In 1991, after more than 140 years of mining activity, the Sunnyside mine, the last major mining operation in Silverton, Colo., closed down. In its heyday Silverton produced two million ounces of gold, 51 million ounces of silver and hundreds of millions of pounds of copper, zinc and lead from the enormous collapsed San Juan volcanic caldera.
On August 5, 2015, contractors working on a mine-waste drainage remediation project for the Environmental Protection Agency (EPA) breached the plug in a tunnel at the entrance to the 7th level of the Gold King mine on Cement creek, above Silverton, Colo.
The pressure of an estimated three million gallons of water laden with metals including mostly iron, but also lead, aluminum, zinc, and cadmium blew out the plug installed in 2003 and poured down Cement creek into the Animas river, creating a plume of yellow-orange water that panicked residents as far away as New Mexico and Utah, but which was quickly diluted and according to EPA chemists was never toxic to humans. View an animation of the Gold King Mine plume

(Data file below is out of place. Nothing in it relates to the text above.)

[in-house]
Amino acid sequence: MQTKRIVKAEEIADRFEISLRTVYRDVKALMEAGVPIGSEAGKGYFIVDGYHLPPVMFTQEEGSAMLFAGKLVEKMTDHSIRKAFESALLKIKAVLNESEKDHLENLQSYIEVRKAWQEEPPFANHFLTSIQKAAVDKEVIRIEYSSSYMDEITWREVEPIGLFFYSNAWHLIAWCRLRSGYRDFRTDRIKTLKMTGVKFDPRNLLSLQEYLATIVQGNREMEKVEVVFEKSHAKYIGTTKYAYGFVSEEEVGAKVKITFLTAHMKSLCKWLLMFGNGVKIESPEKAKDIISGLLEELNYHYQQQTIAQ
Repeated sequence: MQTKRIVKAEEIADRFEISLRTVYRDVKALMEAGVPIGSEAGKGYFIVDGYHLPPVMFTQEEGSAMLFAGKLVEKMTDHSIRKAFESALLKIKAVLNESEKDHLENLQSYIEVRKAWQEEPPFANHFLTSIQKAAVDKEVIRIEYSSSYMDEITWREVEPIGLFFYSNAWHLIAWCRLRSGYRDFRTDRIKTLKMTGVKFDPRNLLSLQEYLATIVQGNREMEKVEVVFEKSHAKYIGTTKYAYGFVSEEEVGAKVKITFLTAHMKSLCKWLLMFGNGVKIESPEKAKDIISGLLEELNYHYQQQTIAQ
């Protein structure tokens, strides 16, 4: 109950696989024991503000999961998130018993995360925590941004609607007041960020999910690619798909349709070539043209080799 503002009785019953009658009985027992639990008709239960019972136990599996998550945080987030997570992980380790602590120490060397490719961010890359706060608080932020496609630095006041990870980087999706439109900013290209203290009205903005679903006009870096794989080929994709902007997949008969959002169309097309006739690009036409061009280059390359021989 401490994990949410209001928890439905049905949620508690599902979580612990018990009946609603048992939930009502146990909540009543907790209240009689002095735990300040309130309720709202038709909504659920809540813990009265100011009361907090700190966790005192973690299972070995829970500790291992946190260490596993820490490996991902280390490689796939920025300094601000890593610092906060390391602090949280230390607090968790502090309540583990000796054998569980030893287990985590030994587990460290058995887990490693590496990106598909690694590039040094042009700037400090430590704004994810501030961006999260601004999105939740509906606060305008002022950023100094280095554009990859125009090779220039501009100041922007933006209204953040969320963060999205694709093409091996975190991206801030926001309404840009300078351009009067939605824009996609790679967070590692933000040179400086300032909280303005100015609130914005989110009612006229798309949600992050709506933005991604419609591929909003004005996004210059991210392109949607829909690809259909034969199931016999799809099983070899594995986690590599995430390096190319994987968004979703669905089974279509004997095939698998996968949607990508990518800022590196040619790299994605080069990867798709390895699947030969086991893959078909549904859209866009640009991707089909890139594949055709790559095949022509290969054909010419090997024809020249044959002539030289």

To put this in perspective the EPA says on its Gold King mine website, “The Gold King Mine release was equivalent to four to seven days of ongoing GKM acid mine drainage. The total amount of metals entering the Animas River following the 9-hour release was comparable to the amount of metals carried by the river in one to two days of high spring runoff. However, the concentrations of metals were higher than historical acid mine drainage. Samples collected did not exceed EPA’s recreational screening levels.”
How did the blowout happen?
To understand the blowout one must know a few facts. First, a column of water one foot tall creates 0.433 pounds per square inch (psi) of water pressure at the bottom of the column.